Stephen Joseph has been an advocate of our methods since 2016, when he predicted that “rail operators will have to deal in future with a new type of passenger lobby group organised by young professionals who are adept at using social media”.

We are honoured to include several long-standing passenger and disability rights campaigns in our network, including Campaign for Better Transport, the Foundation for Integrated Transport, Fair Fares Now, Transport for All and Bring Back British Rail; as well as dozens of regional commuter groups across London and the South.

Please help us to continue our work!

The entire strength of our campaign relies on keeping it independently funded, and we desperately need your help. Donating to help us pay our lawyers for our recent high court victory will also allow us to continue bringing you the best coverage and analysis of what’s really going on behind the scenes of Southern Rail; including many more exclusive publications!

Within the last month alone, we have leaked information from the Gibb report, as well as the complete version of a buried Rail Delivery Group report arguing for Conductors to remain on trains. Both reports were officially published within the same week as each of our leaks; and our recent high court decision has now forced Chris Grayling to decide on Southern Rail’s contractual breaches by 13th July.

From the point of view of ABC’s dedicated campaigners, we are only just getting started. We are determined to focus all our efforts on campaigning for truth, justice and compensation for all commuters as our volunteer organisation spreads around the country.

We are urgently seeking funds to pay our lawyers and to keep ABC going! Please donate whatever you can.

 

 

 

 

 

 

Exclusive: Buried report on rail access now available to download

Yesterday, we announced our discovery of a vital report on rail accessibility, commissioned by ATOC (now the Rail Delivery Group) and completed in May 2015. Nobody had viewed or even had knowledge of this document’s existence until now – despite the repeated calls from disabled people, campaigns like ABC and Transport for All, and even the Transport Select Committee; for proper oversight of disabled access during Southern Rail’s chaotic implementation of DOO.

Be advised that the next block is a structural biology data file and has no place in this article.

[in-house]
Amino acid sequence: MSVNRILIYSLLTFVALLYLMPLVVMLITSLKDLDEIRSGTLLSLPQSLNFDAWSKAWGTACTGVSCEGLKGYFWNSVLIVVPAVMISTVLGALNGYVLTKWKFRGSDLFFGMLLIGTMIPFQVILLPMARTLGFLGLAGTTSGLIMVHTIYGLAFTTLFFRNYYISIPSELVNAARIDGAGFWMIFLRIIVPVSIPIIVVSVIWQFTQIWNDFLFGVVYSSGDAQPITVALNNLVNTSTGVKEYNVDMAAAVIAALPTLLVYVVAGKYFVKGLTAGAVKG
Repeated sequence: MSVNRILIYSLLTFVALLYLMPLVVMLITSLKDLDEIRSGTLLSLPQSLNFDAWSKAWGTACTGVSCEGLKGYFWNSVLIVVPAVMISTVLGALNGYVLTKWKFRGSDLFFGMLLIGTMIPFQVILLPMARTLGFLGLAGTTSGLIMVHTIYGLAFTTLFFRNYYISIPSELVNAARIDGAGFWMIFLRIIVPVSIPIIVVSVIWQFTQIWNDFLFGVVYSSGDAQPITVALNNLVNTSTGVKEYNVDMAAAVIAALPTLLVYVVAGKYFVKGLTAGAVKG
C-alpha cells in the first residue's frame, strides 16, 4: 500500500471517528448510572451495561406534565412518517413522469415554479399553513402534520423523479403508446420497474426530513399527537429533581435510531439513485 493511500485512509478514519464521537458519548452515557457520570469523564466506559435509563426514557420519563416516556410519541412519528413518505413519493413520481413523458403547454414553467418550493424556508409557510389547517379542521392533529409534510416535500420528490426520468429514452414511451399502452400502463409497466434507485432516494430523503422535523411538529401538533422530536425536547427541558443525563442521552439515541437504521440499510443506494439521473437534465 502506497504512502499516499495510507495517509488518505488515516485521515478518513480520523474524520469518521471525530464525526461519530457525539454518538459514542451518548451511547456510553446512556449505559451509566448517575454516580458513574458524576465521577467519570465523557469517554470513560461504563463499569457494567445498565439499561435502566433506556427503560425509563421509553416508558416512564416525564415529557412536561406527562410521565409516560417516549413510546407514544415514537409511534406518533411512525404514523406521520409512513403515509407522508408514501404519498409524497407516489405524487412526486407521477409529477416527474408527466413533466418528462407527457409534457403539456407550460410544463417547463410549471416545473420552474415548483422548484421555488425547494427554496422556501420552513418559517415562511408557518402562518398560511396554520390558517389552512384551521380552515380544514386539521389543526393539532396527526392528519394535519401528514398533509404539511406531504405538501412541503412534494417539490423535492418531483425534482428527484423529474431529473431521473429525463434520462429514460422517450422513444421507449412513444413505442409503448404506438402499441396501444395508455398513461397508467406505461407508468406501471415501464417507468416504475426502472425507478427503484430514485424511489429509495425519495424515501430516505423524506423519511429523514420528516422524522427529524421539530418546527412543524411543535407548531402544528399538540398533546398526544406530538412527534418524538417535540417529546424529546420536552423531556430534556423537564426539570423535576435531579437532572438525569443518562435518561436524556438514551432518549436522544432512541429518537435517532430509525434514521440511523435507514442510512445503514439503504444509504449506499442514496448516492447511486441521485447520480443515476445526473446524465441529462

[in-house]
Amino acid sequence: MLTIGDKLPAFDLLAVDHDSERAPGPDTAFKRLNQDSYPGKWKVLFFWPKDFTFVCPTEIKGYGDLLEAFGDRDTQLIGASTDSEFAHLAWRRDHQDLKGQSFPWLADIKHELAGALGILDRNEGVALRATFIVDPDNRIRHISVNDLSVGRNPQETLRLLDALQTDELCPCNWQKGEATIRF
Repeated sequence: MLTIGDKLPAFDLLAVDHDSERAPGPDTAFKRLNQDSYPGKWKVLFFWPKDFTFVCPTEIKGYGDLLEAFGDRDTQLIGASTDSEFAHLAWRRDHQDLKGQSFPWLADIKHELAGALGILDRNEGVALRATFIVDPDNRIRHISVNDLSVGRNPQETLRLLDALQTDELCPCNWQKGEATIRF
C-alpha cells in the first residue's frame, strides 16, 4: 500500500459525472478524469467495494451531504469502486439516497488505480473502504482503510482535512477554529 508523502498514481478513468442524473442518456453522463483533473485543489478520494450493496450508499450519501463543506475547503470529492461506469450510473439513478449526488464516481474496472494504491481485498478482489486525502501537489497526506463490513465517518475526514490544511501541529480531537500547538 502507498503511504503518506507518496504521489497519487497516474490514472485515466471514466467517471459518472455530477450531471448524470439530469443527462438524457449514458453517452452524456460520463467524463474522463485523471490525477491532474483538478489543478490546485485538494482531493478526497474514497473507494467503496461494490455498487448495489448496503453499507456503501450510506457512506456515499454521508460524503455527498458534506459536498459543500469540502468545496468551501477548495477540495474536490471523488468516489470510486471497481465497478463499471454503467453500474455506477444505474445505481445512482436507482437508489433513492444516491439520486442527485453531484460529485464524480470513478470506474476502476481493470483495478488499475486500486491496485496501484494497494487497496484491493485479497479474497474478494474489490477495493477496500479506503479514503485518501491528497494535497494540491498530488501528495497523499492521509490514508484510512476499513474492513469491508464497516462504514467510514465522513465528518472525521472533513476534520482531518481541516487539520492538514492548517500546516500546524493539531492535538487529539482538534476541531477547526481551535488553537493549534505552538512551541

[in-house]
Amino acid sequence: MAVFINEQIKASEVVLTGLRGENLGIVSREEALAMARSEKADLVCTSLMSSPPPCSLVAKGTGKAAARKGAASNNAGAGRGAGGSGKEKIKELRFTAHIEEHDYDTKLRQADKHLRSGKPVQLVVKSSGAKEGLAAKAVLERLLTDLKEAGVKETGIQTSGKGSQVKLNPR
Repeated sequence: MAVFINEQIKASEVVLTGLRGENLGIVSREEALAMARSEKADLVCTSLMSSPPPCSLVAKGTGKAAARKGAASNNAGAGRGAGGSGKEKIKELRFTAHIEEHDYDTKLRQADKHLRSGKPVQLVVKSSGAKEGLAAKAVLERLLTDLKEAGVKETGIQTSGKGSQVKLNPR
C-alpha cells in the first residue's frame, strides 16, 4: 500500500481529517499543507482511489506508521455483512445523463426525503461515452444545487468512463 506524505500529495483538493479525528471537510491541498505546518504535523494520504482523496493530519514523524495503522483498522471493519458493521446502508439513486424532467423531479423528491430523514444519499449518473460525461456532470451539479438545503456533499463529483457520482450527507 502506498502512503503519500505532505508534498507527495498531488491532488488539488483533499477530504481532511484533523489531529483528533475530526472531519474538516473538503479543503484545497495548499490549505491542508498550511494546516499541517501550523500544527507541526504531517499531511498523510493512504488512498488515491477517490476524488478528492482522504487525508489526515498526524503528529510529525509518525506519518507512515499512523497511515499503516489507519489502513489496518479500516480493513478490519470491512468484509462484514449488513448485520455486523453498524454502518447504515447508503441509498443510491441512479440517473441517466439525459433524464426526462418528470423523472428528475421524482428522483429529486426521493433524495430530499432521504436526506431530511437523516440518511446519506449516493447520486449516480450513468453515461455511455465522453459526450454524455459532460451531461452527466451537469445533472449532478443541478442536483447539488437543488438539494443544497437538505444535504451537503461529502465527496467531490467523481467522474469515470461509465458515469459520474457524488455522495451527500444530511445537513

It now seems that over a whole year of calling for impact assessments and a proper, transparent public discussion of the impact of DOO on disabled and older people; a report had already done just that and has been sitting in a drawer at the Rail Delivery Group for the past two years.

What does this mean for our legal case on Thursday?

The most ironic thing of all in the report coming to us at this time is the strong potential for legal challenge it clearly lays out. The Equality Act 2010 is a weak, ongoing process built by case law; and the breach of the Act occurring when Southern Rail runs unstaffed trains to unstaffed stations has already been said by many esteemed commentators and lawyers to be an extremely strong case if we can get it in front of a judge.

We urgently need your help to fund our ongoing investigations and actions and would greatly appreciate even the smallest donation or Facebook share of our Crowd Justice fundraiser.